Armed Salisbury man shot by police after hostages taken during Harris Teeter robbery
By Shavonne Walker
SALISBURY — An armed robber who took hostages at Harris Teeter on Thursday night is in critical condition after being shot by a Salisbury police officer.
Cody Maxwell Schimmels was shot by the officer after he pointed a gun at a hostage, the Salisbury Police Department said Friday.
Police were dispatched to the supermarket, 850 W. Jake Alexander Blvd., about 11:30 p.m. Thursday after a report of an armed robbery.
When officers arrived, they found that a robbery was in progress and the suspect was holding hostages inside the store. Officers made contact with Schimmels, who was armed with a handgun, and tried to persuade him to surrender.
While negotiating with the suspect, he threatened to harm one of the hostages with the handgun, police said. In response, police Sgt. Daniel Lancaster fired one shot from his rifle, striking the suspect.
Schimmels, 30, was immediately given first aid by police officers. Rowan EMS was on the scene for standby and treated the suspect, as well.
All of the hostages were evacuated to safety, police officials said. They included four employees and the spouse of an employee.
There were no injuries to either the hostages or police officers.
Schimmels was taken to Novant Rowan Medical Center and then flown to Wake Forest Baptist Medical Center in Winston-Salem, where he remains in critical and unstable condition.
Lancaster joined the Salisbury Police Department in 2009 is a member of the special response team. He has been placed on limited desk duty pending the investigation.
The Police Department is investigating the robbery while the State Bureau of Investigation is reviewing the shooting to determine whether Lancaster was justified.
Salisbury Police Chief Jerry Stokes said at a Friday news conference that he had reviewed body camera footage and has no concerns about the officer’s actions.
“The officers on the scene acted with great bravery and restraint in containing this situation,” Stokes said.
He said his department did not have any prior contact with Schimmels.
No one else was involved in the robbery, Stokes said.
The chief said a trained crisis negotiator was on the scene “who engaged the suspect and acted to keep the situation from escalating out of control even faster than it did.”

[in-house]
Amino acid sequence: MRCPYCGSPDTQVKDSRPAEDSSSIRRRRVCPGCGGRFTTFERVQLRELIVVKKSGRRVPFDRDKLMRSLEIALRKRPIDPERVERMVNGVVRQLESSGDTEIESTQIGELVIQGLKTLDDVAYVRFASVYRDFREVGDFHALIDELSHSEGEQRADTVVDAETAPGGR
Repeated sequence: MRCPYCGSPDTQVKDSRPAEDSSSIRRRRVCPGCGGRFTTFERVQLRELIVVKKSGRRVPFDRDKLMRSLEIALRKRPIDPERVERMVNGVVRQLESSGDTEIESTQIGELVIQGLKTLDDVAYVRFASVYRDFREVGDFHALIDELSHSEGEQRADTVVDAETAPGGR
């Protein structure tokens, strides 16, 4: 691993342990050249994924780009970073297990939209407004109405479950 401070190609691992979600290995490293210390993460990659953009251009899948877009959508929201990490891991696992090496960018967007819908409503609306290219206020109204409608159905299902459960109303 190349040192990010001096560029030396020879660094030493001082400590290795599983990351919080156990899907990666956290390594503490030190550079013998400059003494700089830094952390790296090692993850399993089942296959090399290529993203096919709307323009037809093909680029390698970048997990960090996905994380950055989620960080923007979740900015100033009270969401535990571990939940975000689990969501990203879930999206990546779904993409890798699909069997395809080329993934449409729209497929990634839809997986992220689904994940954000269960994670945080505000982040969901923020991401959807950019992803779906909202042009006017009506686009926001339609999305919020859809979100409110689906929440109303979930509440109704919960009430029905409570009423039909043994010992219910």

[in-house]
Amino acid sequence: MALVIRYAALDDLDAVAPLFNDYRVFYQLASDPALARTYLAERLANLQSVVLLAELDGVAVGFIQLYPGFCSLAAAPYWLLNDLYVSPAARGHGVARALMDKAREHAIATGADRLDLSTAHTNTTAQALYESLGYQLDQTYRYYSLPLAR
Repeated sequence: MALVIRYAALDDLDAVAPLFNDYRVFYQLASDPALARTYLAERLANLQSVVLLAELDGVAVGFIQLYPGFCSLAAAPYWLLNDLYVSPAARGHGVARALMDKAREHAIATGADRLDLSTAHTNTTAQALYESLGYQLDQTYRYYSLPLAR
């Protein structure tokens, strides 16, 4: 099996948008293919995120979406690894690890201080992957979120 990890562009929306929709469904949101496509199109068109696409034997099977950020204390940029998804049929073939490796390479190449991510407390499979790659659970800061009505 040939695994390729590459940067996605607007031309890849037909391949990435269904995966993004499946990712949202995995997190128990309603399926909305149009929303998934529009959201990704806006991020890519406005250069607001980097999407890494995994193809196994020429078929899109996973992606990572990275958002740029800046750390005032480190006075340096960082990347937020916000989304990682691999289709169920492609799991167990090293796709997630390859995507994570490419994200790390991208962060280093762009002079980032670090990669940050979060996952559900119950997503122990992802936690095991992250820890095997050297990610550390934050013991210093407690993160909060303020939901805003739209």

“This was a very tense situation that unfolded very quickly, and the officers acted commendably,” Stokes said.
“The things that he was doing — was armed with a handgun, and things that he was doing with the handgun indicated that we needed to take action,” he said.
He said Schimmels was pointing a weapon at one of the hostages when the officer fired.
“Sgt. Lancaster took action to end that threat,” Stokes said.
Stokes did not say where in the store Schimmels was standing when the officer fired, but he said the SBI will examine that matter further.
Stokes said other than robbing the store for money, he does not know why Schimmels chose the Harris Teeter. He said Schimmels wanted to get into the store’s safe.
The ordeal lasted about 30 to 40 minutes.
Stokes did not provide details about who called 911 but said that would be a matter for the SBI to look into.
He said that unfortunately, the city has had recent incidents in which police were in a similar situation.
This is the fourth Salisbury police officer-involved shooting since 2016. The most recent one was in May involving a bank robbery and subsequent chase that ended in Thomasville.
“Each time, those officers have faced those threats very bravely,” Stokes said.
He said he’s not happy that officers have to respond to something like this, but he’s proud of the response to the situation as it unfolded.
Stokes said the officer took a shot at a point where there was a minimum threat to the hostages.
He said a special response team supervisor worked in conjunction with the officer to make a decision about how to handle the situation.
“They made the decision that they had to use force to stop what was going on,” Stokes said.
He was pointing a pistol at someone. He said he doesn’t know specifically what Schimmels may have said during that time, but the threat was made because he was pointing a pistol at the hostage.
The store remained closed much of Friday morning, reopening after 2 p.m.
Erkyah Holtzclaw went to the store Friday morning to find it closed. He told a Post reporter he had heard about the robbery overnight.
“You don’t know what people are going through,” Holtzclaw said.
He said the ordeal was senseless.
“It’s real sad,” he said.
Holtzclaw said he usually shops at the store a few times a week and doesn’t plan to change that routine.
“You can’t walk around society fearful. You just have to live your life and be aware of your surroundings,” Holtzclaw said.
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